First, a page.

Tag Archives: Discrimination
On Friday Congress give a dinner on the acquisition of Louisiana. they determine to invite no foreign ministers, to avoid questions of etiquette, in which we are enveloped by Merry’s & Yrujo’s families. … [their conflict will continue] until they recieve orders from their courts to acquiesce in our principles of the equality of all persons meeting together in society, & not to expect to force us into their principles of allotment into ranks & orders.
To Martha Jefferson Randolph, January 23, 1804
Patrick Lee’s Explanation
Just leaders do not show favoritism, especially when it is expected.
President Jefferson disdained the aristocratic expectations of England’s and Spain’s ambassadors to America. They insisted on favored treatment and were incensed not to receive it. Thus, they were excluded from a Congressional dinner.
Although Jefferson wished his elder daughter could be with him in Washington City, it was better for her that she was absent. His Cabinet Secretary’s wives had already been abused in the press for not fawning over the ambassadors’ wives. His daughter would receive even worse treatment from foes who wanted to distress him.
The President was clear. Other nations:
– Must acquiesce to America’s equality for all in society.
– Should keep their privileged society, “allotment into ranks & orders,” to themselves.
“…everyone enjoys/learns/benefits/grows from the presentations of Patrick Lee.
Reach out to him … You will never regret it!”
Chief, Eastern Shawnee Tribe of Oklahoma
The Chief is right!
Invite Patrick Lee to speak. Call 573-657-2739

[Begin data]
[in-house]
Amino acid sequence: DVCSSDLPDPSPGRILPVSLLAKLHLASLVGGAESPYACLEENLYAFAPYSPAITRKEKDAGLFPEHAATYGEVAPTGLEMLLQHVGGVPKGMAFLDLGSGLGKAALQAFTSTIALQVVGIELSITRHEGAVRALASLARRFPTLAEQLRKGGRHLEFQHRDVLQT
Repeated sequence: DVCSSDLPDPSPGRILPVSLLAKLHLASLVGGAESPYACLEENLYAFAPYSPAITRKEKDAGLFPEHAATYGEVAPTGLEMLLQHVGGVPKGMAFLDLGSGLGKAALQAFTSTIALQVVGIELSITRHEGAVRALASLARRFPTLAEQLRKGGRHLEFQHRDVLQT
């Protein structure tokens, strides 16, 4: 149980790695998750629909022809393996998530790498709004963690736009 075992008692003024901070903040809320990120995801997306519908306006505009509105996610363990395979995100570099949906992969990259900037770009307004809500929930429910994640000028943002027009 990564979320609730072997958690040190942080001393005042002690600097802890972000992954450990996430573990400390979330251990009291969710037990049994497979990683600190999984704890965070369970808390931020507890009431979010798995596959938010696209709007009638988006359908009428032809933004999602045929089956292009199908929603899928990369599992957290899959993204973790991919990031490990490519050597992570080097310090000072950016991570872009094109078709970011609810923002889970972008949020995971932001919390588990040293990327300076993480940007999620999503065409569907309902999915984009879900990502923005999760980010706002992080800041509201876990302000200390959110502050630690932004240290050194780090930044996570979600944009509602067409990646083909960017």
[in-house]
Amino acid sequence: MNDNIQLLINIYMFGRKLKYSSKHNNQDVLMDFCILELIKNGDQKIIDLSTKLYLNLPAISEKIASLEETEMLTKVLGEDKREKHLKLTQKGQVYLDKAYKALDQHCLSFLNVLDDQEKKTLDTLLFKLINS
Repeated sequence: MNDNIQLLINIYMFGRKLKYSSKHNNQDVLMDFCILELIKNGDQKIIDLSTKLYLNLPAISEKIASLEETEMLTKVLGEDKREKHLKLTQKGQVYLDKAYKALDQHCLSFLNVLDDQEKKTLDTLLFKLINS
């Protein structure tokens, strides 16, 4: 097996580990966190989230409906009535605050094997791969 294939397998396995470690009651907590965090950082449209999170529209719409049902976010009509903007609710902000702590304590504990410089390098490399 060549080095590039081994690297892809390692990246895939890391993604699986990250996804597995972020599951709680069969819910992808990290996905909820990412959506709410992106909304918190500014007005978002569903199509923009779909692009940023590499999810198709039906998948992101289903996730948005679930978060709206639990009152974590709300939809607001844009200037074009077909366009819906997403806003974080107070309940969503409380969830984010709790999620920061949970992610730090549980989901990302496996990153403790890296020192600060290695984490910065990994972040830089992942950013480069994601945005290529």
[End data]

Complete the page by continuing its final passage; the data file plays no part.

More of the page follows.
… it is objected indeed in the remonstrance, that he is 77. years of age: but, at a much more advanced age, our Franklin was the ornament of human nature. He may not be able to perform in person all the details of his office: but if he gives us the benefit of his understanding, his integrity, his watchfulness, and takes care that all the details are well performed by himself, or his necessary assistants…
To the New Haven Merchants, July 12, 1801
Patrick Lee’s Explanation
Inclusive leaders don’t rule anyone out.
The merchants in New Haven, CT, wrote a remonstrance, a letter of complaint, to the new President about his appointment of Samuel Bishop to be federal tax collector for their city. A previous office-holder died in early February. John Adams, defeated for reelection, appointed Federalist Congressman Elizur Goodrich to the post, two weeks before Jefferson was inaugurated. The new President routinely made it clear that he considered such lame-duck appointments by Adams as nullities. Jefferson removed Gingrich and appointed the Republican Blair in his place.
The merchants raised a number of objections, in particular, Blair’s age (77) and ability to do the job. Jefferson countered with the example of Benjamin Franklin, a major contributor to the American cause until his death at age 84. Second, the qualities that Blair had demonstrated in his long life (wisdom, character and caution) would be assets in this position. Finally, even if Blair could not perform all of the duties personally, they could be done by others who worked under his supervision.
Jefferson could have ignored the complaint, written from strictly partisan motivation. Instead, he wrote a long, reasoned and respectful reply.